Tucked round the back of Camden Lock and hidden away from the buzz of Camden’s colourful and sensory fizzing stalls is the Gracie Garcia BJJ Academy – the family name that sits above all others in the world of Brazilian Jiu Jitsu.
BJJ is recognisable for its ground fighting techniques, locks, chokes and joint manipulations and its development had me interested. I know of plenty of people who participate regularly and others who have been looking into it. I am also very aware that it is a martial art that is enjoying tremendous growth worldwide amongst women as well as men. despite this awareness I had not yet got round to experiencing it myself and I ileapt at the chance to change that situation.
It all began when a former Japanese champion of Jiu Jitsu, Esai Maeda, was assigned to Brazil as the chief of an immigration colony in the early 1900s. He met Gastao Gracie and taught his son Carlos Jiu Jitsu. Carlos and his four brothers then opened a school in Brazil in 1925. It was the younger brother Helios who truly stamped his style on it and created something that has travelled the globe.RELATED: RECOMMENDED PLANS FOR YOU
To compensate for his smaller frame he created hugely effective techniques that would allow a man lacking in height, bulk and raw power, to take on and beat those with all the apparent physical advantages. This method is now known as Brazilian Jiu Jitsu. Speaking as a little ‘un myself this of course has particular interest!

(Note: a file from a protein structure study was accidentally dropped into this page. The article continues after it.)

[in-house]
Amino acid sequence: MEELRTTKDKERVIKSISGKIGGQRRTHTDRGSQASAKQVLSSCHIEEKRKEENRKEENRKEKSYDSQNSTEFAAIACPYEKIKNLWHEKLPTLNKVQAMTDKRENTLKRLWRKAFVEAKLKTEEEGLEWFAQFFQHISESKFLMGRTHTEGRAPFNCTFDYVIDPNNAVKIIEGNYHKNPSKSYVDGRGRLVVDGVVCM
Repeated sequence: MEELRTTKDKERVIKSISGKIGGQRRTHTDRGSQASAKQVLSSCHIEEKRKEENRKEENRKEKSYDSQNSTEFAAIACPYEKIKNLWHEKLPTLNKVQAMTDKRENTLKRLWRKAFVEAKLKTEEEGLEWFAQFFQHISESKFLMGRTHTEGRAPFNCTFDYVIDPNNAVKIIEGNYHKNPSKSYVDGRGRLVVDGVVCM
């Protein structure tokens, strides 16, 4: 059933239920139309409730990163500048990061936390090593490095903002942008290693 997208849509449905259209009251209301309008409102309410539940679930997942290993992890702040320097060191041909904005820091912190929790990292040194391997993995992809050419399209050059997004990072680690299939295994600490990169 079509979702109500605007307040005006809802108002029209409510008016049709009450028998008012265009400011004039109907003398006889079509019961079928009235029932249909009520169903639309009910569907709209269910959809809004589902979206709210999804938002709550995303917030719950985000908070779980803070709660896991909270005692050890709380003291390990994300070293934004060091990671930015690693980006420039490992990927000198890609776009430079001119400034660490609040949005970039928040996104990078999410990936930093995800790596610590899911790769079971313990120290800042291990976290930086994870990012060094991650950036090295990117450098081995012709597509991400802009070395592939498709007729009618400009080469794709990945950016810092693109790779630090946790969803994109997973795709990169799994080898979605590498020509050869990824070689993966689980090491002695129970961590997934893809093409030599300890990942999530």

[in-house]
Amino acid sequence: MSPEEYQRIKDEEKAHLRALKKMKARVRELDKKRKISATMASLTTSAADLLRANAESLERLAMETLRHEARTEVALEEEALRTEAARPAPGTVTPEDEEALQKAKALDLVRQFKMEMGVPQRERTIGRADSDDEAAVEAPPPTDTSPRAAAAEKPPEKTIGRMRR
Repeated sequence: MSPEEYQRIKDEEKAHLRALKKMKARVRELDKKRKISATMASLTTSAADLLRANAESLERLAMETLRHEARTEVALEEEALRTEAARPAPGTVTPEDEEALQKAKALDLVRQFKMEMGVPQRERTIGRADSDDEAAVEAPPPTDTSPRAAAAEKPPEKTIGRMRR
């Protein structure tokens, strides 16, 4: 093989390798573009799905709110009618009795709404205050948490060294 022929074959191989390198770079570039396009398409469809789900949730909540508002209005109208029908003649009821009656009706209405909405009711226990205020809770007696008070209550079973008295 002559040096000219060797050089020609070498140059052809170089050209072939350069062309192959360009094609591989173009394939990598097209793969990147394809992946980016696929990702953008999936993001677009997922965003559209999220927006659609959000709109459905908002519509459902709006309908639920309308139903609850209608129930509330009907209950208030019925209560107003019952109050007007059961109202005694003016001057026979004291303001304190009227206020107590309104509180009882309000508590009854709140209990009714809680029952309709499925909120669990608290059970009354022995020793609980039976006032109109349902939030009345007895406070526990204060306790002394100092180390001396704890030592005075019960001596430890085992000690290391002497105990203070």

For past generations the Gracie family has held onto world titles and brought their techniques over from Brazil to London. This story resonated with me as my father and his Aikido friend, Jim Elkin, brought Aikido to Britain decades ago, a move I took for granted as a child and didn’t really pay attention to or grasp the significance of until later in life. It was only as an adult that I realised what this meant and the impact it had. Aikedo is now a widely available option to anyone interested in martial arts.
As my son Oscar and I entered the mat and prepared to dip our toe into BJJ for the very first time we bowed to some evocative photos who I took to be the founding fathers Helio’s and Carlos’.
Thankfully having a 7 year old means he’ll ask the questions I won’t for fear of looking stupid and Sonia Pires, our wonderful teacher and host for the day, explained it was to show respect to the Masters. Oscar and I donned our suits and white belts, he somehow instantly looked more the part than me as I am sure many young boys would.
Oscar took to ‘rolling’ on the mat with Sonia easily and joyfully, quickly learning locks and holds while being clamped by her. I on the other hand, surprised myself and felt quite awkward about being strategically positioned in such a way to try and hold down a lady I had just met! And when the roles were reversed and I was on the bottom – after a few lurches, grunts and wriggles – I quickly realised I was going nowhere and would tap out.
Oscar put me to shame. Seven years old and two thirds my size, scrapping and scrapping with all his will and energy, refusing to believe in a lost cause and assiduously applying Sonia’s guidance and instructions to great affect. But the real reason for being there was to try an extension of BJJ that Sonia has been working with to bring its physical benefits to the masses who don’t actually have to learn the martial art itself.
* Joey concludes this piece in Part 2. She talks about the brilliant BJJ influenced workout everyone can have fun with and benefit from. And she also describes the moment she took on her own 7-year-old son at BJJ and realised age and experience isn’t always a match for youth, energy, enthusiasm and determination!
* Look out for Sonia Pires superb ‘Staying Grounded’ workout in the WatchFit app which takes you through Beginner to Advanced stages. Check them out soon at WatchFit. Check out the promotional video here!